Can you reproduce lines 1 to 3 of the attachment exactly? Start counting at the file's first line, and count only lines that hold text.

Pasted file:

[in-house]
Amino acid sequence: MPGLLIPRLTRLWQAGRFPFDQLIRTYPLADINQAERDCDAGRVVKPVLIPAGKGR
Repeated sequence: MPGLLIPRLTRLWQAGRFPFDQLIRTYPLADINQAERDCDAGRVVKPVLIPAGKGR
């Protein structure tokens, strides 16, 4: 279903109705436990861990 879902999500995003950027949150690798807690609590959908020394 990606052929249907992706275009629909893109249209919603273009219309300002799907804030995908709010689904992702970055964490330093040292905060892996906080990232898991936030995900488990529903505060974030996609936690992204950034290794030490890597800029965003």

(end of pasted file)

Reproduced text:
[in-house]
Amino acid sequence: MPGLLIPRLTRLWQAGRFPFDQLIRTYPLADINQAERDCDAGRVVKPVLIPAGKGR
Repeated sequence: MPGLLIPRLTRLWQAGRFPFDQLIRTYPLADINQAERDCDAGRVVKPVLIPAGKGR